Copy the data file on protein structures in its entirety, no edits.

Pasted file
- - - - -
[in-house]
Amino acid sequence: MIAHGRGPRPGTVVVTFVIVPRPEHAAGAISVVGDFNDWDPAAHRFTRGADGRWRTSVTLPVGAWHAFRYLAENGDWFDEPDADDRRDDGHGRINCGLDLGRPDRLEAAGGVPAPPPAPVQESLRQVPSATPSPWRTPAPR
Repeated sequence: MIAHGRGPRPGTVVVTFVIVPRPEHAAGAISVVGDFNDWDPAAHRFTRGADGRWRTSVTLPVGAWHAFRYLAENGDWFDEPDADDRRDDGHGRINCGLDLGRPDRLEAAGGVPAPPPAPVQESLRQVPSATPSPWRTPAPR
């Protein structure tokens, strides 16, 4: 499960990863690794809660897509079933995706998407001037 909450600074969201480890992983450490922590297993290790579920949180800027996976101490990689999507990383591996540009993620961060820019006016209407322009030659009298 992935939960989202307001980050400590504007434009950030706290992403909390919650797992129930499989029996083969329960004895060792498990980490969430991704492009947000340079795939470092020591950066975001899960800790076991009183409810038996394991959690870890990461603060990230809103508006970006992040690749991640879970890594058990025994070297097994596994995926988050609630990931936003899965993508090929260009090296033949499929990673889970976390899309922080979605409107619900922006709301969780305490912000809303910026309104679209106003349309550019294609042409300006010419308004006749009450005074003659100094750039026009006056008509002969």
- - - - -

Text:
[in-house]
Amino acid sequence: MIAHGRGPRPGTVVVTFVIVPRPEHAAGAISVVGDFNDWDPAAHRFTRGADGRWRTSVTLPVGAWHAFRYLAENGDWFDEPDADDRRDDGHGRINCGLDLGRPDRLEAAGGVPAPPPAPVQESLRQVPSATPSPWRTPAPR
Repeated sequence: MIAHGRGPRPGTVVVTFVIVPRPEHAAGAISVVGDFNDWDPAAHRFTRGADGRWRTSVTLPVGAWHAFRYLAENGDWFDEPDADDRRDDGHGRINCGLDLGRPDRLEAAGGVPAPPPAPVQESLRQVPSATPSPWRTPAPR
């Protein structure tokens, strides 16, 4: 499960990863690794809660897509079933995706998407001037 909450600074969201480890992983450490922590297993290790579920949180800027996976101490990689999507990383591996540009993620961060820019006016209407322009030659009298 992935939960989202307001980050400590504007434009950030706290992403909390919650797992129930499989029996083969329960004895060792498990980490969430991704492009947000340079795939470092020591950066975001899960800790076991009183409810038996394991959690870890990461603060990230809103508006970006992040690749991640879970890594058990025994070297097994596994995926988050609630990931936003899965993508090929260009090296033949499929990673889970976390899309922080979605409107619900922006709301969780305490912000809303910026309104679209106003349309550019294609042409300006010419308004006749009450005074003659100094750039026009006056008509002969």